Another piece of news on the regulation of crypto and Bitcoin in the US



Despite the fact that the US Congress is stubbornly unwilling to pass a bill on crypto and Bitcoin regulation, there are a flurry of political proposals to that effect. 

After the proposal to regulate DeFi, now comes another one that would like to force crypto exchanges to register with the SEC. 

The SEC’s role in crypto and Bitcoin regulation

The Securities and Exchange Commission (SEC) is the US agency that is responsible for the securities markets, and therefore also for the exchanges on which they are allowed to be traded. 

However, the recent New York court ruling stated that cryptocurrencies such as XRP that are traded on secondary markets are not to be considered securities. 

Since crypto exchanges are primarily secondary markets, in theory it should not be the SEC that regulates and supervises them, but the CFTC, or the Commodity Futures Trading Commission. 

Indeed, the Lummis-Gillibrand bill that aims to regulate crypto markets would assign precisely to the CFTC the task of overseeing crypto exchanges. 

This dichotomy also appears in the new bill introduced this time in the House instead of the Senate. 

The new bill

The new bill introduced in the House yesterday was called, perhaps a bit pompously, the “Financial Innovation and Technology for the 21st Century Act.” 

It was introduced by the Chairman of the Subcommittee on Digital Assets, French Hill, the Chairman of the Committee on Agriculture, Glenn “GT” Thompson, and the Chairman of the Subcommittee on Commodity Markets, Dusty Johnson, all three Republicans. 

So unlike the previous two bills introduced in the Senate, both of which were bipartisan, this one instead is a policy initiative by only members of the Republican Party. 

According to French Hill, this would be an initiative of the House Committees on Financial Services and Agriculture in collaboration with President Biden’s Democratic administration.

Hill also argues that this bill, had it been in place last year, would have prevented FTX from stealing billions of dollars of their customers’ funds. 

It is worth mentioning that at present this is only a bill, which will only begin the process of discussion in Congress next week. 

Crypto regulation and Bitcoin: comments on the new bill

According to Glenn Thompson, the drafting team received extensive feedback from stakeholders and market participants in order to get to the bottom of existing regulatory gaps.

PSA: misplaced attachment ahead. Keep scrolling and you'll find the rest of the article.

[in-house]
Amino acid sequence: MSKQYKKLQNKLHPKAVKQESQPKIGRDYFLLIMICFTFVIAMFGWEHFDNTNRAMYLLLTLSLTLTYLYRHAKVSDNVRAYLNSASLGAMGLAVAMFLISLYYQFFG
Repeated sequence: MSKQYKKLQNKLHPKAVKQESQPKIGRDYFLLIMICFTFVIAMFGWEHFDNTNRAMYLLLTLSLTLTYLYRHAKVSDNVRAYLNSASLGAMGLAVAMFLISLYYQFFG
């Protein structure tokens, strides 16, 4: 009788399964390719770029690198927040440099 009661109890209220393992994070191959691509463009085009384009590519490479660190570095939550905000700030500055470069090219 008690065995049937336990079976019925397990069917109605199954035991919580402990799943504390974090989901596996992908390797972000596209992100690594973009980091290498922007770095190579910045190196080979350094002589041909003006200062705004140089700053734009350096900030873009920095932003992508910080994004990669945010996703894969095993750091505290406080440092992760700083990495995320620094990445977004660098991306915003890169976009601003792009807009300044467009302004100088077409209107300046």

Dusty Johnson added that the crypto industry wants clarity, and that this collaborative bill gives both the CFTC and SEC a seat at the table. 

However, perhaps the most interesting comment comes from the chairman of the House Financial Services Committee, Republican Patrick McHenry, who says that the current one is a crucial time for the US wanting to maintain its position as a global leader in innovation and adoption of new technologies. 

Indeed, according to McHenry, digital assets can revolutionize the financial system, and the underlying blockchain technology holds promise as a building block for the next generation of the Internet. 

McHenry stated: 

“As other countries move forward with digital asset regulatory frameworks and Chair Gensler continues his regulation by enforcement, the U.S. is falling behind. Innovators need regulatory clarity and certainty to enable this technology to achieve its full potential. That’s why Republicans introduced the FIT for the 21st Century Act to finally provide clear rules of the road so the digital asset ecosystem can thrive in the U.S. This legislation is the product of years of work and unprecedented coordination between the House Financial Services and Agriculture Committees.”

The likelihood of success

In theory, if such a bill had the support of both the Democratic government and the Republican-majority Congress, it might have a chance of success. 

However, the problem seems to be the timing, because there will be an election next year, and given the way the Lummis-Gillibrand bill turned out it seems unlikely that the new text could be passed before the election. 

In that case these could change the political scenario making it perhaps hostile to this bill. 

However, should Lummis-Gillibrand be abandoned, and Congress focus only more on the FIT for the 21st Century Act, the possibility may exist that this initiative will be more successful and in less time. 

The fact that debate on this will begin as early as next week would seem to suggest that there is some sort of fast track for the FIT for the 21st Century Act that could lead to its passage more quickly than usual. 

However, the hypothesis that in view of next year’s elections this is yet another propaganda initiative, this time by the Republicans, is also still valid, although the eventual support of Biden’s Democratic cabinet would give it a whole other flavor. 

Then again, the US is really falling behind in this respect, with a real risk of losing financial leadership globally. It is therefore more than logical to imagine that they may have finally decided to do something concrete about it.